In contrast, bottom-up techniques build or grow larger structures atom by atom or molecule by molecule. These techniques include chemical synthesis, self-assembly and positional assembly.Dual polarisation interferometry is one tool suitable for characterisation of self assembled thin films. Another variation of the bottom-up approach is molecular beam epitaxy or MBE. Researchers at Bell Telephone Laboratories like John R. Arthur. Alfred Y. Cho, and Art C. Gossard developed and implemented MBE as a research tool in the late 1960s and 1970s. Samples made by MBE were key to the discovery of the fractional quantum Hall effect for which the 1998 Nobel Prize in Physics was awarded. MBE allows scientists to lay down atomically precise layers of atoms and, in the process, build up complex structures. Important for research on semiconductors, MBE is also widely used to make samples and devices for the newly emerging field of spintronics.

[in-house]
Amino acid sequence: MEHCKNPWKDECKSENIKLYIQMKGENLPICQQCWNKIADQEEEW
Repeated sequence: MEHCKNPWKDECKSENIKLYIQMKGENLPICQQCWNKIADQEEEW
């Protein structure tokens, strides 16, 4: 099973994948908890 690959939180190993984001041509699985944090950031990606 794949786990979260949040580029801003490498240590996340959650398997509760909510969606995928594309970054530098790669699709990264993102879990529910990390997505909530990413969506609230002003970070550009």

However, new therapeutic products, based on responsive nanomaterials, such as the ultradeformable, stress-sensitive Transfersome vesicles, are under development and already approved for human use in some countries.
As of August 21, 2008, the Project on Emerging Nanotechnologies estimates that over 800 manufacturer-identified nanotech products are publicly available, with new ones hitting the market at a pace of 3–4 per week.The project lists all of the products in a publicly accessible online database. Most applications are limited to the use of "first generation" passive nanomaterials which includes titanium dioxide in sunscreen, cosmetics, surface coatings, and some food products; Carbon allotropes used to produce gecko tape; silver in food packaging, clothing, disinfectants and household appliances; zinc oxide in sunscreens and cosmetics, surface coatings, paints and outdoor furniture varnishes; and cerium oxide as a fuel catalyst.